The Ensemble seeks to connect and inform all people who are committed to ensemble music education for youth empowerment and social change.
News & Resources
Free professional development clock hours have been made available by the National Association for Music Education in response to the unprecedented cancelations of conferences and shift to online teaching. These resources, including ten webinars from NAfME Academy, 14 articles from Music Educator Journal, and Live Professional Learning Community webinar series, are peer-reviewed and specifically developed for and by music educators.
Buffalo String Works in Buffalo, NY has worked with refugee students from Afghanistan, Burma, Eritrea, Iraq, Sudan, Somalia, and Syria. Though inspired by the international El Sistema model, the organization faced plenty of cultural hurdles in working to serve the diverse population. Eastman School of Music’s Institute for Music Leadership has written a case study examining the early years of BSW as it worked to adapt to the needs of the community. Read more to learn how they strived for “cultural humility” and musical excellence simultaneously—these lessons in inclusion can be applied to all programs, no matter their makeup.
A sense of safety and connectedness is the foundation of successful student learning, but natural disasters can cause turmoil. The impacts of the current pandemic have upended all our familiar routines and rituals, so we must re-dedicate ourselves to these practices. New York City’s WHIN Music Community Charter School cleverly addresses the issues of familiarity and routine for their disrupted students in a video that welcomes them to their online classes.
Have you heard good ideas from your students or young colleagues about ways they might engage in music-making with other isolated students? Now, there just might be a grant to support that idea for young people ages 13-25: Peace First’s COVID-19 Rapid Response Grants. Apply here.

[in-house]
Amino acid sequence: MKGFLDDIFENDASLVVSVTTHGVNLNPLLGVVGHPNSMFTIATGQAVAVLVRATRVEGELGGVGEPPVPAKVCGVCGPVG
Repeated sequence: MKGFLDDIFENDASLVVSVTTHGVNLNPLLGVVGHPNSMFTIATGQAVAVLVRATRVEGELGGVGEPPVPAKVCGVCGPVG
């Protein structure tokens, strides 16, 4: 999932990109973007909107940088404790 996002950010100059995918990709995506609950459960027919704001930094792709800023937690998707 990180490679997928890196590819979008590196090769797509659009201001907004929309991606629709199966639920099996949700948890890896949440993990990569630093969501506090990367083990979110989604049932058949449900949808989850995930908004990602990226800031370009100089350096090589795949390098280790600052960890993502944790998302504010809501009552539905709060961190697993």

The Latin GRAMMY Cultural Foundation Scholarship Program will award over 40 students attending a four-year college or university with scholarships from $10,000 to $25,000. Highly gifted musicians with an interest in Latin music genres are encouraged to apply. The deadline for consideration has been extended to April 13. Guidelines and application are available online.
Could your program use some high-powered consulting advice? Recognizing that U.S. arts organizations (including Sistema programs) will be hard hit economically by the current health crisis, the DeVos Institute of Arts Management at the University of Maryland (one of the nation’s leading training and consulting organizations) offers pro bono hourlong consultations for any U.S.-based non-profit arts or culture organization between March and June 2020. Contact them here.
The Canadian Awesome Music Project, which includes teaching artists in Sistema New Brunswick, raises funds to address mental health issues. They have created “The Awesome Music Project Canada: Songs of Hope and Happiness,” a compilation of intimate stories by Canadians from all walks of life and a tribute to the power of music to change lives. You can support their efforts here.
Since 2007, Music Haven, in New Haven, CT, has delivered strong learning outcomes through programs that primarily serve families living below the federal poverty level, 91% of whom are students of color. In achieving a 100% college matriculation rate, Music Haven built lasting community loyalty that led to it receiving $100,000 directly from state funds—very unusual in the U.S. However, without explanation, their state funding was eliminated from the adjusted 2021 state budget, a devastating blow. Read about what happened next. (Spoiler: the funding made it back into the budget. Community commitment made all the difference!)
El Sistema Colorado Staff and Teaching Artists
As words like pandemic, quarantine, and social distancing enter our daily vocabulary, El Sistema–inspired programs everywhere are asking the same question: How do we continue making music in the midst of COVID-19? El Sistema Colorado, like so many other organizations, went online.
Hillary Harder, ECoSistema Coordinator, Elkhart County, IN
For the past year, I have enjoyed meeting with a group of educators and administrators from the El Sistema USA community who seek to collectively define “equity.” Our goal is to educate ourselves about big ideas—systemic access barriers, intersectionality and identity, culturally responsive teaching—and articulate what they mean for us. At the core of these conversations is the idea that El Sistema–inspired programs are uniquely positioned to work toward equity. Maestro Abreu paved the way with his vision of universal access and social change through music education; today, in our North American context, the El Sistema-inspired field must engage with the dynamics of race, class, gender, ability, language, and social factors. If we seek to deeply know and empower our students, these conversations are crucial.